Electronic color sensors find applications in many automated processes such as sorting objects by color, detecting presence of a color coating, etc to improve quality at production line speeds. The fundamental principle of color detection is very simple. You can use an RGB LED and a basic light dependent resistor (LDR) to construct a simple color sensor. The idea is to illuminate a sample material with three primary colors (red, green, and blue), one at a time, and measure the reflected amount of light using the LDR. Each material reflects different combination of red, green, and blue light. For example, the material with red color reflects red light the most. So the LDR response would be higher to the reflected red light than the other two colors. Thus, measuring the amount of light reflected from the sample surface under illumination from red, green, and blue LED individually, the color of the sample surface can be identified.
Tag Archives: ldr
A visual output always adds value to any project. In this third day tutorial, we are going to display some numeric, alphabetic as well as two symbolic characters on a 4-digit seven segment LED module. The way we are interfacing the seven segments LEDs is known as multiplexing, which allows to save some I/O pins of Netduino as compared to driving them individually. The seven segment LEDs are resource and power hungry, but we are going to do this experiment just to get our feet wet in the microcontroller or embedded world and to understand the basics of a seven segments LED displays.
We live in an analog world where most physical variables are analog signals. However, a microcontroller can only process data that is available in digital format. It is precisely for this reason that the analog-to-digital conversion (ADC) is so important in embedded systems that interact with an analog environment. In this tutorial, we will discuss about the ADC capabilities of chipKIT UNO32 board and illustrate how to read an analog input signal from its ADC channels.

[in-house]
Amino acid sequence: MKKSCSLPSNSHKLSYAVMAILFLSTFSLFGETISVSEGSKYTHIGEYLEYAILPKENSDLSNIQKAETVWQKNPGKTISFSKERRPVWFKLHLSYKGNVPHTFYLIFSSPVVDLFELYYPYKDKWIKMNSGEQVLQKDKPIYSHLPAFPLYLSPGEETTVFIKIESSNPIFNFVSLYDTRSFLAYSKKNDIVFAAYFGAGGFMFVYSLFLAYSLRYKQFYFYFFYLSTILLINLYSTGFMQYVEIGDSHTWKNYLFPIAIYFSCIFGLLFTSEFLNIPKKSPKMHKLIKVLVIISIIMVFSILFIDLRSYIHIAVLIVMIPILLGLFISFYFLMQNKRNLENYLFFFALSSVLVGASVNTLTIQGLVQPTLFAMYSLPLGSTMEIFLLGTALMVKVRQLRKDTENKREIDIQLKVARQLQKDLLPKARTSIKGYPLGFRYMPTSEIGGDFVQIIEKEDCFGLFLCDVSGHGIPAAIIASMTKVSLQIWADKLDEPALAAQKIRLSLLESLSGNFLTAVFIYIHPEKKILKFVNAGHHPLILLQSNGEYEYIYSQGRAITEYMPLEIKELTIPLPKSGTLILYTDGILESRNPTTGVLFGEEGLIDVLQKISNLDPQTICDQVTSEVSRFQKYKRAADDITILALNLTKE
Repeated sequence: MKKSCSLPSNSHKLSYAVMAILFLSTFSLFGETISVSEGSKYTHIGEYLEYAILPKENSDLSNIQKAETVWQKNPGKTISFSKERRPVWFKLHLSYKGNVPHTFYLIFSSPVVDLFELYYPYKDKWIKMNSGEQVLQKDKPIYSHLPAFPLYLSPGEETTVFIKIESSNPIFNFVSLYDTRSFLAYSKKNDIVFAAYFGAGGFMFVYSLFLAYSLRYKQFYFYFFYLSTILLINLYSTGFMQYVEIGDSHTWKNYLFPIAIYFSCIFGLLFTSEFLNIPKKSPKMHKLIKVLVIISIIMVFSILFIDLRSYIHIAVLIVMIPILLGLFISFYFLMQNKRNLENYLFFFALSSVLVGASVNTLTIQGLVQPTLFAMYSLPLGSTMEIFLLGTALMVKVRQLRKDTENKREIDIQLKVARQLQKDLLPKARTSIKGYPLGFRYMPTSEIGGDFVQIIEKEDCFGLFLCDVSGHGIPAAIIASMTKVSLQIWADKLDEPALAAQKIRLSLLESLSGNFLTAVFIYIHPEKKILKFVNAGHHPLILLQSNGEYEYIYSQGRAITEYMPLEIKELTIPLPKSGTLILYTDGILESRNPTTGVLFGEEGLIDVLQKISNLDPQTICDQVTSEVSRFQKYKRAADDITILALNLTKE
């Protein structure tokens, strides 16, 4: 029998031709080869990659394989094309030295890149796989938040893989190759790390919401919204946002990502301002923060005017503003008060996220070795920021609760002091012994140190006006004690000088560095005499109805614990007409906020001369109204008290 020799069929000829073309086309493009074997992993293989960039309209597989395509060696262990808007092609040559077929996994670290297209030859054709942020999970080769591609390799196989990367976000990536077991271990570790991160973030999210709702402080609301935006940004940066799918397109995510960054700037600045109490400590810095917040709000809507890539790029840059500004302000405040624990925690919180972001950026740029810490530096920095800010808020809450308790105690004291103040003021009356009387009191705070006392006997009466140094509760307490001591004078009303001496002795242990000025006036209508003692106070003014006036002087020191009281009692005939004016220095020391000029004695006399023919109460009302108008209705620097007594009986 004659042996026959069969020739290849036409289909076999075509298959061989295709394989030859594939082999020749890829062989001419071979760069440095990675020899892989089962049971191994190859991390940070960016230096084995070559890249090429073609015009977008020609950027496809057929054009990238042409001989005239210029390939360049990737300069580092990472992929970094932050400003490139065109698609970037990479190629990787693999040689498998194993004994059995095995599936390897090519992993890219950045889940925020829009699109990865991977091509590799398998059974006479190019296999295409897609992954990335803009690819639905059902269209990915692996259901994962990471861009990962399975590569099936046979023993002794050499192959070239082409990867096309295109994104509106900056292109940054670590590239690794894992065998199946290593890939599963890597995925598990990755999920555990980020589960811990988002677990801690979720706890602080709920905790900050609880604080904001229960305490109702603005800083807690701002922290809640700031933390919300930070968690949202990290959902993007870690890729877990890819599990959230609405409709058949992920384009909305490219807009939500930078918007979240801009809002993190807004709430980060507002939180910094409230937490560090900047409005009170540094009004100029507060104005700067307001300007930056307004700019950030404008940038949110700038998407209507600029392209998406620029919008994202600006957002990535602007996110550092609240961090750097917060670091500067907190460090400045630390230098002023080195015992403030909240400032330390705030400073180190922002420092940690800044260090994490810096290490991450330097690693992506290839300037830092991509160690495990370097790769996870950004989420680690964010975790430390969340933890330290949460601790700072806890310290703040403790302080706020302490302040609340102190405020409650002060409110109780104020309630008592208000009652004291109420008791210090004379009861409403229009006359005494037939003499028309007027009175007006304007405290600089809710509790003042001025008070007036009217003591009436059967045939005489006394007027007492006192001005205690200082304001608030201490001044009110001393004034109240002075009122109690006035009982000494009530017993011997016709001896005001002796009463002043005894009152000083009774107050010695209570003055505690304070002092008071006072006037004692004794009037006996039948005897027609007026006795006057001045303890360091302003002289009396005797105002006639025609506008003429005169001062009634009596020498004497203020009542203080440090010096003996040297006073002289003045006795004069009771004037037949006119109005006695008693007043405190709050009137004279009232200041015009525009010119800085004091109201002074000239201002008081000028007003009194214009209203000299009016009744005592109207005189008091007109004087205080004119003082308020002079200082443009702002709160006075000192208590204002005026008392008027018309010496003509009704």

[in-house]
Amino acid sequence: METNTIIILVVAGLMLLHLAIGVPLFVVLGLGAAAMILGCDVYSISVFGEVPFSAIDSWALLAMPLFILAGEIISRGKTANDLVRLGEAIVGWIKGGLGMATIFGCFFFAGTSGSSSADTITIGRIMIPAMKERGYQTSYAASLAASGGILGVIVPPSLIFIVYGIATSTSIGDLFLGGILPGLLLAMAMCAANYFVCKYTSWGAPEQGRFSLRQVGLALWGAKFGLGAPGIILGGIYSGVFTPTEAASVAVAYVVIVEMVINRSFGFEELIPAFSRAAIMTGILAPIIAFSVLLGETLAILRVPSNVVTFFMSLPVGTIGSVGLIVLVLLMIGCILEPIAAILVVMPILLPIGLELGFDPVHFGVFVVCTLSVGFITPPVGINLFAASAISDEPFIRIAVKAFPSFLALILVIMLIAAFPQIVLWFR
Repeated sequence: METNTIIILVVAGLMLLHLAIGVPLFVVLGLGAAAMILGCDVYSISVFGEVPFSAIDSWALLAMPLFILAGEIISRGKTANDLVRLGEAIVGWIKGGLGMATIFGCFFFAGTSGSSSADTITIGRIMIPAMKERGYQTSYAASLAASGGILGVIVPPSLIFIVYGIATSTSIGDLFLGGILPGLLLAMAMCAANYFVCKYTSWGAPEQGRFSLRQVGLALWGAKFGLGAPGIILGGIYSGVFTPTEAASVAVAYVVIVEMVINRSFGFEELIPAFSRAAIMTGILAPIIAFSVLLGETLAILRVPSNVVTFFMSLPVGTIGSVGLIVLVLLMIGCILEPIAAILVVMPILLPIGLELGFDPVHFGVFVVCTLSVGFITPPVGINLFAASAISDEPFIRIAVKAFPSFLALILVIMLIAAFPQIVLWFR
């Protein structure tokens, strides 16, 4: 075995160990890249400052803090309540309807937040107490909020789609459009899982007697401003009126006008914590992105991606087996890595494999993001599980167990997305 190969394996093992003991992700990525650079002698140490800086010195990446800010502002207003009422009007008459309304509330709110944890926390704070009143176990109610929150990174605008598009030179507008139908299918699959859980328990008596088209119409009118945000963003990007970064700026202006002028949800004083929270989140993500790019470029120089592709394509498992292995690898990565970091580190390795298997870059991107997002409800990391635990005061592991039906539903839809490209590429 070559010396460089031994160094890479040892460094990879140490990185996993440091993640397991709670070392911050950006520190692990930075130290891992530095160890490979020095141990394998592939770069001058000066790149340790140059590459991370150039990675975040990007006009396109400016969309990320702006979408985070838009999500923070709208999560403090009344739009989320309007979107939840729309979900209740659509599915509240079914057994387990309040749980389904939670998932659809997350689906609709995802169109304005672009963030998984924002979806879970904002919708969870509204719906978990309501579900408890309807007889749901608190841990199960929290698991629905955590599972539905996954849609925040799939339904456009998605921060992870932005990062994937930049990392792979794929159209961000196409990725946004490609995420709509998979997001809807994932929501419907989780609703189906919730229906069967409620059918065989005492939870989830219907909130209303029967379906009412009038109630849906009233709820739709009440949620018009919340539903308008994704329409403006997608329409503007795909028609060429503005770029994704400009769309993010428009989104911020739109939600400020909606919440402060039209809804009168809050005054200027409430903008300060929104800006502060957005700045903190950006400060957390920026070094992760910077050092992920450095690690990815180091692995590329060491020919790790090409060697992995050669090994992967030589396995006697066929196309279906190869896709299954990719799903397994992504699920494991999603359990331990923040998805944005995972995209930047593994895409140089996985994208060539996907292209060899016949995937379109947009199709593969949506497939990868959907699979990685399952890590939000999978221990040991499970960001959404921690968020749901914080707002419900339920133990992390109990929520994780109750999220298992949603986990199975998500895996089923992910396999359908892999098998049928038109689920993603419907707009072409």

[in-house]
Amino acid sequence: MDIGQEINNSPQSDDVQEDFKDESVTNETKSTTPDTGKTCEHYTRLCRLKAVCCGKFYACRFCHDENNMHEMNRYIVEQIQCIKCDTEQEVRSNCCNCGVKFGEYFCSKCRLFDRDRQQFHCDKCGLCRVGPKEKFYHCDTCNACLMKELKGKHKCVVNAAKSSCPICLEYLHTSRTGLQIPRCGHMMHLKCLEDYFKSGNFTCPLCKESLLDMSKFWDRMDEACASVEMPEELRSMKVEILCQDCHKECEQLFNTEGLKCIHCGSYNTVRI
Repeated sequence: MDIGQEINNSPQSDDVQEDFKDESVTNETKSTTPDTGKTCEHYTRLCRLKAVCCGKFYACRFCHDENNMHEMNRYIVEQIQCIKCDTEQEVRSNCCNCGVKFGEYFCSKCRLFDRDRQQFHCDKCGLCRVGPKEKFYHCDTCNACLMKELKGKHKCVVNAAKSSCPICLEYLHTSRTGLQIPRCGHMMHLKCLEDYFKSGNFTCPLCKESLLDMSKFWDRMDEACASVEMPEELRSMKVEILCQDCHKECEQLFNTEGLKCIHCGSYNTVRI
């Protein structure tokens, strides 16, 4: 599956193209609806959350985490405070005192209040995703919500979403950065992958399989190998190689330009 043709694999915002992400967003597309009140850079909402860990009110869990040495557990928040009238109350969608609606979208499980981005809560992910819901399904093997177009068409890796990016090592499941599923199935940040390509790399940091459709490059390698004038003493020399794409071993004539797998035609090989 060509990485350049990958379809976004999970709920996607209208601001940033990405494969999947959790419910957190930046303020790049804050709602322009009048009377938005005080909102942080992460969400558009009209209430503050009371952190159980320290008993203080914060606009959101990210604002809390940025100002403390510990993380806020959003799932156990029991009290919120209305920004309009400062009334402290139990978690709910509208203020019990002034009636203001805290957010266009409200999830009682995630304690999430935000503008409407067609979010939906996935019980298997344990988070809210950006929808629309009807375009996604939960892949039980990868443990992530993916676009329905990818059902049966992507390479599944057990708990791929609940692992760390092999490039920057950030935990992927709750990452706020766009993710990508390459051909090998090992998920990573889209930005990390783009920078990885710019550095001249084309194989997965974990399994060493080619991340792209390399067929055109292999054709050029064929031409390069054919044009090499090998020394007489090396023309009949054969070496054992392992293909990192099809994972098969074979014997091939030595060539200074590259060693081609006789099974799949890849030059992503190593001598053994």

Measurement of light intensity is a prime necessity in several occasions. The diversity of such needs make their way to various branches of physics and engineering as well as in media. For instance, in engineering, such kinds of measurements are needed to design optimum lighting conditions of a room. In photography, light intensity measurements ensure good quality pictures by determining the right exposure. Wiring a phototransistor or a light-dependent-resistor (LDR) with an analogue LED voltmeter chip like the LM3914 or even to a microcontroller and displaying the ADC values is a pretty simple technique of measuring light intensity. The bad part of this technique is that these simple and amateur-level devices can only measure relative intensity of light and are unable to provide measurements on an absolute scale. However, with a precise knowledge of the transfer characteristic (resistance vs light intensity) of the LDR it is possible to relate the LDR output to the intensity of light in standard unit. In case the LDR characteristic is unknown or unreliable, you can still calibrate the sensor output by using a variable light source and an external reference photometer. This project is about a microcontroller based light intensity meter where an LDR light sensor is calibrated against an external photometer to obtain the intensity of incoming light in the unit of lux. The lux is the SI unit of illuminance and luminous emittance, and measures lumens per square meter (lm/m2). The microcontroller used in this project is ATMega8L and its firmware is written using mikroElektronika’s MikroC Pro for AVR compiler.